Travel and Dining


Patagonia – The End of the Earth

Lake Grey

Lake Grey in Antarctica (Photo: Vicente Gonzalez)

Chile's Patagonian region stretches from Puerto Montt to the Antarctica on the extreme south, with stunning landscapes that include beautiful forests, islands, fjords and icefields.

The first Europeans to lay eyes on this landscape were led by Ferdinand Magellan, who pioneered passage through the treacherous strait that now bears his name.

Patagonia lies in the far south of Chile and Latin America and is world famous for its impressive scenery and incomparable tourist attractions.

This immense territory is best understood as two distinct regions, separated by the vast expanse of the Southern Patagonian Ice Field.

Northern Patagonia is one of the world's last great expanses of wilderness, accessed by a gravel highway known as the Carretera Austral, completed in 1988. The Austral Road, which can be found in the northern half of the region, is unpaved and weaves itself through virgin forests, stunning glaciers, rivers and icefields. Even today, road access to the region is not complete, and travelers on the Carretera Austral must hop ferries across the mouths of the great fjords.

The port of Puerto Montt’s Chaitén provides access to the northernmost portions of the Carretera Austral, including truly world-class rafting and fly fishing as well as cruises to glaciers and island hot springs.

On the northern shore of the Magellan Strait is Punta Arenas, the capital of the Magallanes province and the main starting point for cruises or flights to Tierra del Fuego, Canal Beagle, Isla Navarino, Cape Horn and Antarctica.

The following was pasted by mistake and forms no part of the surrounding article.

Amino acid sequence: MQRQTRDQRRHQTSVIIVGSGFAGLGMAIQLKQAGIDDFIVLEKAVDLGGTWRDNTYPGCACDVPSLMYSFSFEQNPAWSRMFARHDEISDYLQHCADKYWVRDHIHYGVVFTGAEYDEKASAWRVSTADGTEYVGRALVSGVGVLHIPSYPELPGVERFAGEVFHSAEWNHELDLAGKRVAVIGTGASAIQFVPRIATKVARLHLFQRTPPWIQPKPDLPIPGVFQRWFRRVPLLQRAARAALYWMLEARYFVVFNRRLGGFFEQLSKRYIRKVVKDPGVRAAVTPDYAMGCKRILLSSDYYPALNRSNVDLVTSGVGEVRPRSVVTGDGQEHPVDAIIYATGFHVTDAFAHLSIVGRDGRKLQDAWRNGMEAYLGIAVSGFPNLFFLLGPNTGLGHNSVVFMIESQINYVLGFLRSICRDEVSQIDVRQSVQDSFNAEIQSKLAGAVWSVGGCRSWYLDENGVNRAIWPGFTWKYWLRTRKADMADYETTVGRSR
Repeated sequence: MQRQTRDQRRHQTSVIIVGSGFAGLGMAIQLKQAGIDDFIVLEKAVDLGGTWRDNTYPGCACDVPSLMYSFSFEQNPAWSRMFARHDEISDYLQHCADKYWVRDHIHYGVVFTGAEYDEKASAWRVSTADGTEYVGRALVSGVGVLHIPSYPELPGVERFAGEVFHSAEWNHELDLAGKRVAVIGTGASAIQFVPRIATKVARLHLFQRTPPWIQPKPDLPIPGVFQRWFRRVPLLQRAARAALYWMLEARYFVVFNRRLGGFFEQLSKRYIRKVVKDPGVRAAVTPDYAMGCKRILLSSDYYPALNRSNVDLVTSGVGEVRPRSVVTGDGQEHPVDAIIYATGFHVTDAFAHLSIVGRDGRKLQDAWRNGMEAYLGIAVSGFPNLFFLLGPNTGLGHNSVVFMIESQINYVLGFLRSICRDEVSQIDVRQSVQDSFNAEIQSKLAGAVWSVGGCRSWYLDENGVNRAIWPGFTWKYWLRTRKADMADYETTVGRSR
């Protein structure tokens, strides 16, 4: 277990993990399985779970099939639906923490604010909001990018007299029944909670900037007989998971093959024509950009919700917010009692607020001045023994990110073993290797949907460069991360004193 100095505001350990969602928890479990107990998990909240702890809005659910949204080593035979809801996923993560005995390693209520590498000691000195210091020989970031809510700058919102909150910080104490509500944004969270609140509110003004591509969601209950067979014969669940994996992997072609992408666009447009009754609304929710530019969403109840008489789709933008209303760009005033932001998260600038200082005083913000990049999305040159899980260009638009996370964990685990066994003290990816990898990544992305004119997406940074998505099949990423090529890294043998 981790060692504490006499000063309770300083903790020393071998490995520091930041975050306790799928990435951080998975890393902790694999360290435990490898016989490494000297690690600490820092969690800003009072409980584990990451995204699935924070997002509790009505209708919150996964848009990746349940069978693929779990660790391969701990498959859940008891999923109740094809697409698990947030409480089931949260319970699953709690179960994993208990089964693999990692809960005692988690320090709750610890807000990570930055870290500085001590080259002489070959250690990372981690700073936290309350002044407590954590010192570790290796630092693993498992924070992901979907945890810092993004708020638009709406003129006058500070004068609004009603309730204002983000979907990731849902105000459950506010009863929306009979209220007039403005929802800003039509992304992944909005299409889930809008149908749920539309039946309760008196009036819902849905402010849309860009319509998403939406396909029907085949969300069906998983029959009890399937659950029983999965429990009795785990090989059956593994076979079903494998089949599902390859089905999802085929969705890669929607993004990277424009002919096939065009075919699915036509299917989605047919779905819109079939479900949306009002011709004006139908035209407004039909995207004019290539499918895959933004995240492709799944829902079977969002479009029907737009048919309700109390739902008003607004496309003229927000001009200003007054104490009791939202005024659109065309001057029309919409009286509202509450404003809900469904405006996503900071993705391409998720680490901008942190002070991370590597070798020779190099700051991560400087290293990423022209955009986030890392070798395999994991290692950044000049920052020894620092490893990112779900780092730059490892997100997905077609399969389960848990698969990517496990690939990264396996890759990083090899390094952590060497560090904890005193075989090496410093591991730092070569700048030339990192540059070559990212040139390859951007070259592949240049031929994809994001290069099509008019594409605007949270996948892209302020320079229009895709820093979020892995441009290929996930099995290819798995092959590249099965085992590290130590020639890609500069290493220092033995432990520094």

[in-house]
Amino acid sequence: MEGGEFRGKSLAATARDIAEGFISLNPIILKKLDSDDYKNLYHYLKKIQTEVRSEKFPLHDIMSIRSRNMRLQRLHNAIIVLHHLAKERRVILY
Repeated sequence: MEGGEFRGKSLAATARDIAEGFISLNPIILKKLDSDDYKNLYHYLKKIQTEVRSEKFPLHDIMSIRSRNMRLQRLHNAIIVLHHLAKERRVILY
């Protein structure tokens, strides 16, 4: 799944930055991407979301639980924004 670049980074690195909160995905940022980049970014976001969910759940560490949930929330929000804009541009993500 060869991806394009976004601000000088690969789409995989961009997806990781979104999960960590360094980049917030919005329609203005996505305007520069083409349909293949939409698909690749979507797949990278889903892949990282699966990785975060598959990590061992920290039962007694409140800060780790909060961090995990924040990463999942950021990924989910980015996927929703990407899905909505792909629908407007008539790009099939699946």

The indigenous groups who inhabited Tierra del Fuego were the world's first and greatest adventurers. In arriving on Tierra del Fuego they had completed the world's furthest human migration, arriving finally at the very end of the earth, where the Andes disappeared into the sea, and glaciers flowed to the water's edge.

To the east of the Andes, the Patagonian pampa is an immense desert, by some accounts among the five largest deserts in the world.

West of the Andes is another world. Here both the Central Valley and the Coast Range have sunk into the Pacific; what were once glacial valleys are now fjords, and what were once mountaintops are now islands. Hot springs lay revealed by coastal erosion, while great glaciers further fragment the landscape.

Southern Patagonia, known as Magallanes, is a world apart, where the broad expanses of the pampa meet with the glacially sculpted spires of the Andes. The polar climate begins in the icefields of Aisén and Magallanes.

Torres del Paine National Park and World Biosphere Reserve is the most famous of the vast protected areas in Magallanes, preserving habitat for guanacos, foxes, rheas and flamingos.

South of the park is Puerto Natales, terminal for southbound ferries to hiking, horseback trips, glacier cruises, and overland trips.

Chile is one of seven countries worldwide, from both the northern and southern hemispheres, to claim a portion of Antarctica as national territory.

A visit to the most remote of the seven continents is an experience of a lifetime. It is a moving setting where only the blue sky contrasts with the immensity of the snow and ice floes.